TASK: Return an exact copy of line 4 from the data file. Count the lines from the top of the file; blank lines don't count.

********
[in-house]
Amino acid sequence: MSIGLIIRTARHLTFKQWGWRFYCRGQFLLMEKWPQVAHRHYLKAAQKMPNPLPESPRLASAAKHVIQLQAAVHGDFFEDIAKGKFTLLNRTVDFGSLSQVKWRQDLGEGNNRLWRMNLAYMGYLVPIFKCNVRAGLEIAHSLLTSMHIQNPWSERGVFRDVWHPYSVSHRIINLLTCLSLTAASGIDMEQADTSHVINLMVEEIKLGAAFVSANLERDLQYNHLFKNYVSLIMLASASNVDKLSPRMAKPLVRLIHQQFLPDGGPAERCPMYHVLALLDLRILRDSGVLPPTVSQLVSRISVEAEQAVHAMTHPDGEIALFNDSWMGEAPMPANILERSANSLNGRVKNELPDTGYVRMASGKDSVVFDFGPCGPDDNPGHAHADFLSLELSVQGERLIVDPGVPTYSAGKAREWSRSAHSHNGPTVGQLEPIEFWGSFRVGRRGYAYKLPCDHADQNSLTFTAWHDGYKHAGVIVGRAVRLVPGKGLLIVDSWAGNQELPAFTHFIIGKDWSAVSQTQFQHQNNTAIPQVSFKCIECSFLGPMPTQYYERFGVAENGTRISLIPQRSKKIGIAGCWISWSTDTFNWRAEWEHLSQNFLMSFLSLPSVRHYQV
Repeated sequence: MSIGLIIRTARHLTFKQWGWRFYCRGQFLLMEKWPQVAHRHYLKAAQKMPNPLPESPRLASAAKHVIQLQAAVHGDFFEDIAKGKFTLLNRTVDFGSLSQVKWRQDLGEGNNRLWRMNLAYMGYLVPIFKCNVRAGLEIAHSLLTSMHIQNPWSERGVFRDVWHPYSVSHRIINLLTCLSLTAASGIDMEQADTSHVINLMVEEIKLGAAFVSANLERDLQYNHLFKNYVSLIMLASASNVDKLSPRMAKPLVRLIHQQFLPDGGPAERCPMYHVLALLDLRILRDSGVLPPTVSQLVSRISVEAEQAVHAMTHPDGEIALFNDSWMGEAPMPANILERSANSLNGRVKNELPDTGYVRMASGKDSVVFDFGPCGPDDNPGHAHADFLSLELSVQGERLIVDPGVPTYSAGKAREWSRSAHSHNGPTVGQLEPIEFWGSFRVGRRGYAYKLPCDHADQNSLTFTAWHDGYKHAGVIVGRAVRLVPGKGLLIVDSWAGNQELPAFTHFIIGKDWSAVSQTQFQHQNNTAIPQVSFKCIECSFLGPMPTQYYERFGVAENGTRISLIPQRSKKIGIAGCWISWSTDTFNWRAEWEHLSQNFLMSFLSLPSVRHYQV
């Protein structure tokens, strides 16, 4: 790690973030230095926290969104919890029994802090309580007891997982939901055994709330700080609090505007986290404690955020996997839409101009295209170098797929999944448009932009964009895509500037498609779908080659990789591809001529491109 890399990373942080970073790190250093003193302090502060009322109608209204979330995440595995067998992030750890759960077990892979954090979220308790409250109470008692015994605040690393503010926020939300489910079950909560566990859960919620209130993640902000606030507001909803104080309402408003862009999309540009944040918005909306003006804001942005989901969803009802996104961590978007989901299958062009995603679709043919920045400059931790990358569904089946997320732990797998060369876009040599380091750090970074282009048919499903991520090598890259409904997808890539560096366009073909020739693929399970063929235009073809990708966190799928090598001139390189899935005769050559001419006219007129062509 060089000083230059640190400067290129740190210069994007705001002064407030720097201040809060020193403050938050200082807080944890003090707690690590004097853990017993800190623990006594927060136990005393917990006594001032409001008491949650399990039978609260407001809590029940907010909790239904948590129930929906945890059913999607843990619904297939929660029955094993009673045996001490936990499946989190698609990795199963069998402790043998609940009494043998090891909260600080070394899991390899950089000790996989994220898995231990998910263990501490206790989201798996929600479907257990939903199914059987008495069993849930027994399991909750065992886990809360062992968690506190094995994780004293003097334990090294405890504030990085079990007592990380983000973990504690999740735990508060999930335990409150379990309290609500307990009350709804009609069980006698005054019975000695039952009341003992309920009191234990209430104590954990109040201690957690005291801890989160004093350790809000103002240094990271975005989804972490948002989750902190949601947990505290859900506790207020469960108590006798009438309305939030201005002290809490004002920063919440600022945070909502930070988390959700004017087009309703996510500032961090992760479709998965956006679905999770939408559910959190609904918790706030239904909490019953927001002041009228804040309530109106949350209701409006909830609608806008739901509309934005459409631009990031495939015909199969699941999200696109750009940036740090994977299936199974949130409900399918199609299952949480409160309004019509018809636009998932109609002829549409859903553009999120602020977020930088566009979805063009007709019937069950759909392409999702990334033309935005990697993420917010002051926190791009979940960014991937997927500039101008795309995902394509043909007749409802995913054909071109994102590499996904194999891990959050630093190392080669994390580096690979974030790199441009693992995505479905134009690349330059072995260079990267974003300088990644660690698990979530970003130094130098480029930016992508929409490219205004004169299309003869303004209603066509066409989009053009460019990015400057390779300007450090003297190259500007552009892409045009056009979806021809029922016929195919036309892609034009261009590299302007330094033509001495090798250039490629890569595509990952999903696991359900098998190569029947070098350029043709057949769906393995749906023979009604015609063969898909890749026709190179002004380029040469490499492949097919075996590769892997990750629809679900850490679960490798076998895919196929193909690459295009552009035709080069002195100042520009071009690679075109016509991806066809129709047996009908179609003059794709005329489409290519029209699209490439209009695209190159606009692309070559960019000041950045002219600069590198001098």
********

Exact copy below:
């Protein structure tokens, strides 16, 4: 790690973030230095926290969104919890029994802090309580007891997982939901055994709330700080609090505007986290404690955020996997839409101009295209170098797929999944448009932009964009895509500037498609779908080659990789591809001529491109 890399990373942080970073790190250093003193302090502060009322109608209204979330995440595995067998992030750890759960077990892979954090979220308790409250109470008692015994605040690393503010926020939300489910079950909560566990859960919620209130993640902000606030507001909803104080309402408003862009999309540009944040918005909306003006804001942005989901969803009802996104961590978007989901299958062009995603679709043919920045400059931790990358569904089946997320732990797998060369876009040599380091750090970074282009048919499903991520090598890259409904997808890539560096366009073909020739693929399970063929235009073809990708966190799928090598001139390189899935005769050559001419006219007129062509 060089000083230059640190400067290129740190210069994007705001002064407030720097201040809060020193403050938050200082807080944890003090707690690590004097853990017993800190623990006594927060136990005393917990006594001032409001008491949650399990039978609260407001809590029940907010909790239904948590129930929906945890059913999607843990619904297939929660029955094993009673045996001490936990499946989190698609990795199963069998402790043998609940009494043998090891909260600080070394899991390899950089000790996989994220898995231990998910263990501490206790989201798996929600479907257990939903199914059987008495069993849930027994399991909750065992886990809360062992968690506190094995994780004293003097334990090294405890504030990085079990007592990380983000973990504690999740735990508060999930335990409150379990309290609500307990009350709804009609069980006698005054019975000695039952009341003992309920009191234990209430104590954990109040201690957690005291801890989160004093350790809000103002240094990271975005989804972490948002989750902190949601947990505290859900506790207020469960108590006798009438309305939030201005002290809490004002920063919440600022945070909502930070988390959700004017087009309703996510500032961090992760479709998965956006679905999770939408559910959190609904918790706030239904909490019953927001002041009228804040309530109106949350209701409006909830609608806008739901509309934005459409631009990031495939015909199969699941999200696109750009940036740090994977299936199974949130409900399918199609299952949480409160309004019509018809636009998932109609002829549409859903553009999120602020977020930088566009979805063009007709019937069950759909392409999702990334033309935005990697993420917010002051926190791009979940960014991937997927500039101008795309995902394509043909007749409802995913054909071109994102590499996904194999891990959050630093190392080669994390580096690979974030790199441009693992995505479905134009690349330059072995260079990267974003300088990644660690698990979530970003130094130098480029930016992508929409490219205004004169299309003869303004209603066509066409989009053009460019990015400057390779300007450090003297190259500007552009892409045009056009979806021809029922016929195919036309892609034009261009590299302007330094033509001495090798250039490629890569595509990952999903696991359900098998190569029947070098350029043709057949769906393995749906023979009604015609063969898909890749026709190179002004380029040469490499492949097919075996590769892997990750629809679900850490679960490798076998895919196929193909690459295009552009035709080069002195100042520009071009690679075109016509991806066809129709047996009908179609003059794709005329489409290519029209699209490439209009695209190159606009692309070559960019000041950045002219600069590198001098």